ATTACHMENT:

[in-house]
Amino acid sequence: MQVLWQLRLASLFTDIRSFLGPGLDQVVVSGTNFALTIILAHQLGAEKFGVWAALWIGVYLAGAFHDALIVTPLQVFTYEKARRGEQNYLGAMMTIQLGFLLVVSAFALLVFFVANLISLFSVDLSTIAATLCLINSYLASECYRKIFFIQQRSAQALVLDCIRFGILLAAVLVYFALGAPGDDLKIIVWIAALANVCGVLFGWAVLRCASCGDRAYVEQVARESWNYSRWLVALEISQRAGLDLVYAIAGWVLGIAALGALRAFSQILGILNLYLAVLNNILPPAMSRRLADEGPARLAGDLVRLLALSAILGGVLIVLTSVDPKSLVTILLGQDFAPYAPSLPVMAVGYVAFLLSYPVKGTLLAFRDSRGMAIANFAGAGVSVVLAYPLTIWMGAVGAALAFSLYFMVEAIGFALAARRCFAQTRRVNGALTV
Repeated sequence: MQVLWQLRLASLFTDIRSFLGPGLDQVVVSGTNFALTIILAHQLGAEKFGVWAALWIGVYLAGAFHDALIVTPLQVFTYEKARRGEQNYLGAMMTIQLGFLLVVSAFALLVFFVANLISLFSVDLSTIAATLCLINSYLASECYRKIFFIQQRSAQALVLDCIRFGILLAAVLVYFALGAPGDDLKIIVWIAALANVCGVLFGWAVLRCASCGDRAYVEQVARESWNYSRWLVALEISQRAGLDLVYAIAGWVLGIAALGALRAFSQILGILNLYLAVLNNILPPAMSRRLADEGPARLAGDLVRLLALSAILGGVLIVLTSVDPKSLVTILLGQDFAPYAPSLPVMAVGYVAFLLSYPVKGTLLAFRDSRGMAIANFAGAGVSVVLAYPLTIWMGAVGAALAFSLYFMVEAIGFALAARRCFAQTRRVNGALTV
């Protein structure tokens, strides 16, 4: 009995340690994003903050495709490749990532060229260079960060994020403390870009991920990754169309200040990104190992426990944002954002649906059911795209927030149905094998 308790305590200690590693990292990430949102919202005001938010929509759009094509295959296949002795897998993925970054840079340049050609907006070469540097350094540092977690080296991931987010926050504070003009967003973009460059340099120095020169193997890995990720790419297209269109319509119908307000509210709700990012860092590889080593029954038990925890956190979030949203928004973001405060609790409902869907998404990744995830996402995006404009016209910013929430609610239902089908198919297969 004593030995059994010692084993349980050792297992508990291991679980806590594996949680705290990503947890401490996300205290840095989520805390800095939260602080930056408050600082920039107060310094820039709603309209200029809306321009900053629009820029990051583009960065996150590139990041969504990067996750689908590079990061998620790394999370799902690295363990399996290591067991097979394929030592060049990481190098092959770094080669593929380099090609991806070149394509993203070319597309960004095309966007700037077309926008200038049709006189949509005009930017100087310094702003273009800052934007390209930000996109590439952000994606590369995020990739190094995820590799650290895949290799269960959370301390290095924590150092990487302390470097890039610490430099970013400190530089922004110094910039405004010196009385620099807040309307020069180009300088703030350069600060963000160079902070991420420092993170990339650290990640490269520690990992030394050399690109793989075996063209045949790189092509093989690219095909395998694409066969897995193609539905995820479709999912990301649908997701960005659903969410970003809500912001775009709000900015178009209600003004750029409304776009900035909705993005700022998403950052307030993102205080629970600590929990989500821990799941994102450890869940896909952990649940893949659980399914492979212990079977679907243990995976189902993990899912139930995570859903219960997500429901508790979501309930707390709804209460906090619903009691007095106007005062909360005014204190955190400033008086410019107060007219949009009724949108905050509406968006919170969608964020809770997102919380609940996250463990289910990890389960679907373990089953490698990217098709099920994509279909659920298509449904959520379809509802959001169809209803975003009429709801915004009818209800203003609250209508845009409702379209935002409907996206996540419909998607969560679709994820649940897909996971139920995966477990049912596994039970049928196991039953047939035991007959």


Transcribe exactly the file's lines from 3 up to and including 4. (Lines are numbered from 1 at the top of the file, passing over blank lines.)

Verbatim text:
Repeated sequence: MQVLWQLRLASLFTDIRSFLGPGLDQVVVSGTNFALTIILAHQLGAEKFGVWAALWIGVYLAGAFHDALIVTPLQVFTYEKARRGEQNYLGAMMTIQLGFLLVVSAFALLVFFVANLISLFSVDLSTIAATLCLINSYLASECYRKIFFIQQRSAQALVLDCIRFGILLAAVLVYFALGAPGDDLKIIVWIAALANVCGVLFGWAVLRCASCGDRAYVEQVARESWNYSRWLVALEISQRAGLDLVYAIAGWVLGIAALGALRAFSQILGILNLYLAVLNNILPPAMSRRLADEGPARLAGDLVRLLALSAILGGVLIVLTSVDPKSLVTILLGQDFAPYAPSLPVMAVGYVAFLLSYPVKGTLLAFRDSRGMAIANFAGAGVSVVLAYPLTIWMGAVGAALAFSLYFMVEAIGFALAARRCFAQTRRVNGALTV
């Protein structure tokens, strides 16, 4: 009995340690994003903050495709490749990532060229260079960060994020403390870009991920990754169309200040990104190992426990944002954002649906059911795209927030149905094998 308790305590200690590693990292990430949102919202005001938010929509759009094509295959296949002795897998993925970054840079340049050609907006070469540097350094540092977690080296991931987010926050504070003009967003973009460059340099120095020169193997890995990720790419297209269109319509119908307000509210709700990012860092590889080593029954038990925890956190979030949203928004973001405060609790409902869907998404990744995830996402995006404009016209910013929430609610239902089908198919297969 004593030995059994010692084993349980050792297992508990291991679980806590594996949680705290990503947890401490996300205290840095989520805390800095939260602080930056408050600082920039107060310094820039709603309209200029809306321009900053629009820029990051583009960065996150590139990041969504990067996750689908590079990061998620790394999370799902690295363990399996290591067991097979394929030592060049990481190098092959770094080669593929380099090609991806070149394509993203070319597309960004095309966007700037077309926008200038049709006189949509005009930017100087310094702003273009800052934007390209930000996109590439952000994606590369995020990739190094995820590799650290895949290799269960959370301390290095924590150092990487302390470097890039610490430099970013400190530089922004110094910039405004010196009385620099807040309307020069180009300088703030350069600060963000160079902070991420420092993170990339650290990640490269520690990992030394050399690109793989075996063209045949790189092509093989690219095909395998694409066969897995193609539905995820479709999912990301649908997701960005659903969410970003809500912001775009709000900015178009209600003004750029409304776009900035909705993005700022998403950052307030993102205080629970600590929990989500821990799941994102450890869940896909952990649940893949659980399914492979212990079977679907243990995976189902993990899912139930995570859903219960997500429901508790979501309930707390709804209460906090619903009691007095106007005062909360005014204190955190400033008086410019107060007219949009009724949108905050509406968006919170969608964020809770997102919380609940996250463990289910990890389960679907373990089953490698990217098709099920994509279909659920298509449904959520379809509802959001169809209803975003009429709801915004009818209800203003609250209508845009409702379209935002409907996206996540419909998607969560679709994820649940897909996971139920995966477990049912596994039970049928196991039953047939035991007959």